2024 PH growth target ‘difficult to achieve’–Fitch unit
MANILA, Philippines —The Marcos administration would still have a hard time hitting its watered-down target this year amid external headwinds that also weighed on the Philippines’ regional peers, said BMI, a unit of the Fitch Group.
“Still, we think that the government’s growth target of 6.5 to 7.5 percent will be difficult to achieve,” BMI said in a commentary sent to journalists. The Fitch unit forecasts the economy to grow 6.2 percent in 2024.
”Like many of its regional peers, a deteriorating external demand picture will exert the biggest drag on the Philippines’ economy,” it added.
Economic managers cut their growth target for this year from the previous goal of a 6.5 to 8 percent expansion amid a high interest rate environment and threats from a prolonged El Niño weather phenomenon, which can stoke inflation by pushing up energy and food prices.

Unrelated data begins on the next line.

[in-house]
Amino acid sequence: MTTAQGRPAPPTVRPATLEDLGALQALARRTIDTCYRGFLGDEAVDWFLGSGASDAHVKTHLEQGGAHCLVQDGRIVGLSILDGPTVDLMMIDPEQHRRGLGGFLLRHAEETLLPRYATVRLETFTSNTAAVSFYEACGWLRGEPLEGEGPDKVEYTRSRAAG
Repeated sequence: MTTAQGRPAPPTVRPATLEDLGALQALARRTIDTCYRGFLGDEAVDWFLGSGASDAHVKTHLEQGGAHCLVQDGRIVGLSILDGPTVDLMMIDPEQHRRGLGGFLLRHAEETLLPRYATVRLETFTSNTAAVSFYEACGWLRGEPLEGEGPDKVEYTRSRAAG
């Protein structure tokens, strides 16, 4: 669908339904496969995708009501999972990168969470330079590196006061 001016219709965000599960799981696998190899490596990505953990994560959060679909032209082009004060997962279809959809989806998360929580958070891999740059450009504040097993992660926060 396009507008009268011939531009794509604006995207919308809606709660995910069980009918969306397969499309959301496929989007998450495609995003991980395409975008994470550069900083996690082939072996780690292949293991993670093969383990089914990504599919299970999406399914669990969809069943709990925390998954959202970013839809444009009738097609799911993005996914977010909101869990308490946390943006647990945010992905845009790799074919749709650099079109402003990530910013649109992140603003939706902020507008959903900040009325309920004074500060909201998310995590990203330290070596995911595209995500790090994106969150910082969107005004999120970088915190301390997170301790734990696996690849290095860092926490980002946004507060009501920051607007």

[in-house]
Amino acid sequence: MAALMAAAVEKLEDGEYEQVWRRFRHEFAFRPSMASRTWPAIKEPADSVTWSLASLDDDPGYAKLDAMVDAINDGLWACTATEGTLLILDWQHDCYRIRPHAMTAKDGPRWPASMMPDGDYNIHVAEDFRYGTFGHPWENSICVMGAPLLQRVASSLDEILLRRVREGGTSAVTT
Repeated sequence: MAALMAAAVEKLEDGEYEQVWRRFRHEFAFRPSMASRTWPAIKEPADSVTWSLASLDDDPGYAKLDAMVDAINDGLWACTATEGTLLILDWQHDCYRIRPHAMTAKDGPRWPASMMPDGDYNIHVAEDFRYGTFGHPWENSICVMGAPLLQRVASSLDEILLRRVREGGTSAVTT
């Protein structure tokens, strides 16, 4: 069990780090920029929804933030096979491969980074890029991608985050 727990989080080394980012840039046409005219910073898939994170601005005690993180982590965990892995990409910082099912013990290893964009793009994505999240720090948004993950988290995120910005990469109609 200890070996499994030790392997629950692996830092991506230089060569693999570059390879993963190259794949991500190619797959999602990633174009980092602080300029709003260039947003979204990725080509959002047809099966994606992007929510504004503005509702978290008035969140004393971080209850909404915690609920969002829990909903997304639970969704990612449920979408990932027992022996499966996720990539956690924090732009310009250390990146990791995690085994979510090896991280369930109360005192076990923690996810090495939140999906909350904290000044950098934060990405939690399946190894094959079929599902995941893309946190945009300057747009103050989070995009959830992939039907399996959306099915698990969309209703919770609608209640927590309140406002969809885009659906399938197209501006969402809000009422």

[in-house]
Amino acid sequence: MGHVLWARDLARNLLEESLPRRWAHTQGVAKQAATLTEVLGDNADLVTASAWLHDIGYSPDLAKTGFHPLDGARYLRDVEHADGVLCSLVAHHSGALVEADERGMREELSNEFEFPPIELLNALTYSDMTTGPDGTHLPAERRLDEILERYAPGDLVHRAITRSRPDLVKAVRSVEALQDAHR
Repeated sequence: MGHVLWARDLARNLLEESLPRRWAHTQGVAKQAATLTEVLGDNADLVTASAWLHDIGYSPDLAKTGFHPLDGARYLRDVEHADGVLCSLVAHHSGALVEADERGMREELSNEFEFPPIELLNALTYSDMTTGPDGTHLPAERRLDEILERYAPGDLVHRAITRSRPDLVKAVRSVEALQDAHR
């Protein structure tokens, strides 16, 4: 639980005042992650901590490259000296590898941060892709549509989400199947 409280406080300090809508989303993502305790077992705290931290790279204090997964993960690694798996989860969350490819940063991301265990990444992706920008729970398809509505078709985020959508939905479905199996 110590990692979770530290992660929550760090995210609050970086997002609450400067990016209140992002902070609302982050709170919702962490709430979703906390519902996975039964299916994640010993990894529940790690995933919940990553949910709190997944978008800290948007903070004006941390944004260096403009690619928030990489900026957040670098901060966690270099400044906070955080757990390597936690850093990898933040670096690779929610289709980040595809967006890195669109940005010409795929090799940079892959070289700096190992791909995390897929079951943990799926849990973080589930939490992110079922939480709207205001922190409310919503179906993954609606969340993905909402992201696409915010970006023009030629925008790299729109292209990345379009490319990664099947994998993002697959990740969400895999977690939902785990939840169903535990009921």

2023 growth missed goal
Last year, the Marcos administration failed to hit its 6 to 7 percent growth target after the economy grew at an annualized 5.6 percent, albeit still one of the fastest economic expansions in Southeast Asia in 2023.
But BMI said the impact of external headwinds on the Philippine economy can be seen on the 2023 gross domestic product data, which showed that merchandise export fell 14 percent year-on-year in the fourth quarter.
“We think that a turnaround is unlikely given that our team is forecasting global growth to edge down from 2.6 percent in 2023 to 2.2 percent in 2024,” the Fitch unit said.
“To be sure, the Philippines’ major trading partners are also facing significant headwinds of their own. A shallow recession in the United States and a poorer economic outlook in Mainland China, which together account for about one-third of total exports, bodes poorly for the Philippine external sector,” it added.
Moving forward, BMI said the Philippine economy would draw its strength from improving demand conditions at home.
“For starters, slowing inflation will boost household spending,” BMI said. “On top of that, labor market conditions are very tight by historical standards and the unemployment rate is now at record lows.” —Ian Nicolas P. Cigaral